This may surprise you to know, but one clever British woman is doing exactly that. And she is doing it by selling Chinese tea connoisseurs experiences that may only be seen outside of the Chinese market. It seems a little silly, really, that with China’s love affair with tea that very few are exporting more exotic teas into the country. In fact, it seems, selling tea to China is shockingly easy, with China on average spending even more on tea than we Westerners manage to spend on alcohol.
Let that statistic sink in for a moment. Think about the sort of drinking cultures we have here, especially in the UK and Australia: Binge drinking is common among youth, and people who choose not to drink at all are apparently “strange”, for some reason. Alcohol has pervaded our society with unimaginable breadth – and it definitely isn’t cheap. Despite this, despite the fact that you could probably die from over-consumption of tea if you spent (and proceeded to consume) the same amount as you would for scotch, China still makes more money per capita on tea than we do on alcohol.
Now we’re starting to see the bigger picture, but this doesn’t include incredibly rare and special teas, which can become very expensive indeed. However, these aren’t for the average consumer – these teas are in limited supply and do not make up a large market share. Many average Chinese consumers still crave for a taste of the exotic – even if less expensive varieties of exotic would be favoured.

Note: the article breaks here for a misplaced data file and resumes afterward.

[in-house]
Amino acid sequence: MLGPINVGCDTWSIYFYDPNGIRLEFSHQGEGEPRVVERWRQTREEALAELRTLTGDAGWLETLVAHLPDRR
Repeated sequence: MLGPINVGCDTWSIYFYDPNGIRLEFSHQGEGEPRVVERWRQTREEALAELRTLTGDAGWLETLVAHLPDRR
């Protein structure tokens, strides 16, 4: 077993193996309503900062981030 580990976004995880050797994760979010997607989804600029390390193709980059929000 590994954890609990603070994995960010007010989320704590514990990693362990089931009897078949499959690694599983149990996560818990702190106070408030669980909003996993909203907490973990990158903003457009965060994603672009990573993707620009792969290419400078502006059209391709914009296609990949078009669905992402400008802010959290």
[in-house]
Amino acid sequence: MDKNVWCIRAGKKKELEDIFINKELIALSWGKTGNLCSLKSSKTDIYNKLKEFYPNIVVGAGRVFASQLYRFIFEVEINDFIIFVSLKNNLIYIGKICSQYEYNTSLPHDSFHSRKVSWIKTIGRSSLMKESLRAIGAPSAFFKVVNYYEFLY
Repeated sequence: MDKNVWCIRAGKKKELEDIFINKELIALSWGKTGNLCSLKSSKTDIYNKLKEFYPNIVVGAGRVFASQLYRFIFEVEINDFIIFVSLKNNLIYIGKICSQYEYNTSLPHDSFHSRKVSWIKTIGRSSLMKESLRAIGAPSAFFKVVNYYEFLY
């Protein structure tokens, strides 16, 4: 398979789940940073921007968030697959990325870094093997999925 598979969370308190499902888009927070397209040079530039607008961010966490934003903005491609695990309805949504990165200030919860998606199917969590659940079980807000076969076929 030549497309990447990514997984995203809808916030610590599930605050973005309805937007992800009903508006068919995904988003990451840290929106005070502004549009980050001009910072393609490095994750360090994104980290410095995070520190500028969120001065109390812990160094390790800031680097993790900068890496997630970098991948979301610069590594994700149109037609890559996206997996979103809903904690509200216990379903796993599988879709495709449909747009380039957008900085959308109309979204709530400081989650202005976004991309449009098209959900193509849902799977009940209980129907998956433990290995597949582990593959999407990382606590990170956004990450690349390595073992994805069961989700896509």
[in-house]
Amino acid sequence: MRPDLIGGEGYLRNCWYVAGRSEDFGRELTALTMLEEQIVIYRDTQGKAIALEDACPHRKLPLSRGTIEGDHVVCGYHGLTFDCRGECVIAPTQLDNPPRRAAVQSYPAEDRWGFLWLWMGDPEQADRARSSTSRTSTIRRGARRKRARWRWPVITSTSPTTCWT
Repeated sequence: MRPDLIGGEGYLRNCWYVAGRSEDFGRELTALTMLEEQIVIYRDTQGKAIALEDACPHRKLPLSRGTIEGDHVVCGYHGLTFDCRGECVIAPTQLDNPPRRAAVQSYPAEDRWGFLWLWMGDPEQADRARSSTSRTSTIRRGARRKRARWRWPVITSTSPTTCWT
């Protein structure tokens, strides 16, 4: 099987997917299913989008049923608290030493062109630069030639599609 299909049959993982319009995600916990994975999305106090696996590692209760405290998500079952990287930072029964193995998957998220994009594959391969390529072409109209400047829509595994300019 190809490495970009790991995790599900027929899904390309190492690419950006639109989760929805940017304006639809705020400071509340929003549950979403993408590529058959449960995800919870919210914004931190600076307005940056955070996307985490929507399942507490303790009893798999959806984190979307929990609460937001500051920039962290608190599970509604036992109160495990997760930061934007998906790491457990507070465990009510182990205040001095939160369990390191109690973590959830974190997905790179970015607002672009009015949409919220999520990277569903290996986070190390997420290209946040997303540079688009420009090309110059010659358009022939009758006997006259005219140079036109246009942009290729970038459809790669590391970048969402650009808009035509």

I will leave this analysis with one final question, one that you may be asking yourself right now:
Why aren’t more people selling tea to China?
We move to our next lesson in understanding tea quality through the leaf in Part 2 of Colours and Shapes. Today, we are focusing particularly on the leaf’s shape, which depends greatly on the type of tea we are examining.
So, let’s say you’ve bought a royal ring tea. It’s a green tea that has been processed into its beautiful trademark ring-shaped coil, shown on the picture above. If this tea has not been made to optimum quality you will notice that these coils are not as tightly furled as they should be – at least in the dry leaf. This means they may not have been processed with the care and attention they deserve, and will not achieve the same wonderful flavours as a high-quality royal ring might.